There was something ‘not right’ about this candidate for this organization – even though this person looked best on paper.
He was confident, poised, and skilled – an outsider with the most impressive leadership experience and credentials.
But in the end, the Board chose a different candidate to lead the organization. Because of ‘fit.’
This turned out to be a great decision. The new leader was an insider who had already been tested with regards to fit with the organization. With on-the-job experience and with mentoring from the outgoing leader, she grew in talent, maturity and leadership effectiveness. This person became hugely successful in leading the team to the next level.
Unfortunately, organizations too often do NOT consider fit carefully enough. And it can cause major problems and much unnecessary cost in the form of quicker and higher attrition, less productive teams, and unreached business objectives. Not to mention extra time, energy, and angst for all involved.
Here are three questions to ask when considering someone’s fit in hiring, staffing, and forming teams:
- How will this person fit with the team they are joining? If it’s an executive leadership team, how will their work habits and approach mesh (or not) with the existing team’s? Yes, you want some differences and balancing across the team. But if you have a significant outlier from the group norm, just know you’re likely in for a bumpy ride. If it’s a junior team where they’re doing the same role, what are the work habits and behavioral norms of the best performers in the group? For the best results, bring in people who will match these.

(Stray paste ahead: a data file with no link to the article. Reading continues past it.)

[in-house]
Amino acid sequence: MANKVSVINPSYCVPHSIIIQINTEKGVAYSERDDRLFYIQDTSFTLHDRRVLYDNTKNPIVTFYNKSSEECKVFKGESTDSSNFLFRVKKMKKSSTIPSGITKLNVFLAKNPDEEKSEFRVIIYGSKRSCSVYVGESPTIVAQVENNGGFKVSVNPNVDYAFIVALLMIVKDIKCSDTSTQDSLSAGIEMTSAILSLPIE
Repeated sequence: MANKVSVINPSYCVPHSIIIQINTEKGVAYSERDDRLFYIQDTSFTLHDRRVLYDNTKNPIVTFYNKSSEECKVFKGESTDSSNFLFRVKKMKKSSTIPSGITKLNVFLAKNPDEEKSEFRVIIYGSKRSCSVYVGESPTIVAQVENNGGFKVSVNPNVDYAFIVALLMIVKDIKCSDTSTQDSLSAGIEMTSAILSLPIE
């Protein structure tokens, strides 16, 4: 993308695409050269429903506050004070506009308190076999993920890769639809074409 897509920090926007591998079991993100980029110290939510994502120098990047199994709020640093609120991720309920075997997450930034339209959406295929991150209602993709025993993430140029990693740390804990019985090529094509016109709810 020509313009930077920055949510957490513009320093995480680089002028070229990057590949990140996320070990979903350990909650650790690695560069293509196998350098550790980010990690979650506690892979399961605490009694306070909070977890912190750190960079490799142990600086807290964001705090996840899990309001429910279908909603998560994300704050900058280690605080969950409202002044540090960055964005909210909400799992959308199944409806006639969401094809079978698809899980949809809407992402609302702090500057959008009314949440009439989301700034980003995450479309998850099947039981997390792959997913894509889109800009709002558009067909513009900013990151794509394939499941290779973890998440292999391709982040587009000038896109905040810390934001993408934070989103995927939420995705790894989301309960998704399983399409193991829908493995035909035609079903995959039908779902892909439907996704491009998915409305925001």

- How will this person fit with the customers they will serve? It’s not enough that a person is ‘great at customer service.’ Which customers have they been great at serving? Find out about the specific individuals who were their primary customers and compare those to the ones they will be serving in their new role. Whether internal clients or external clients, a person and a client-facing team will be most effective if they fit with the habits and behavioral tendencies of the clients they serve. For example, consider if key customers expect high responsiveness, collaboration, friendliness, and discipline and staff accordingly. One sophisticated and powerful tool that is great for helping to ensure behavioral fitness in the selection and teaming process is Shadowmatch.
- Will this person fit with the mission and direction of the business? Even if the organization is looking to switch directions or make a big change, they would do well to consider the most prominent behaviors and habits in the current organization. Disregard those at your peril. Most organization changes are not successful, and one reason is because organizations don’t consider carefully the ‘fitness’ of those they choose to lead those changes.
Think about the last time you saw a new hire not work out. Or a team blow up. Or a strong performer in one context who performed poorly in another setting. Let me know if fitness played a big role.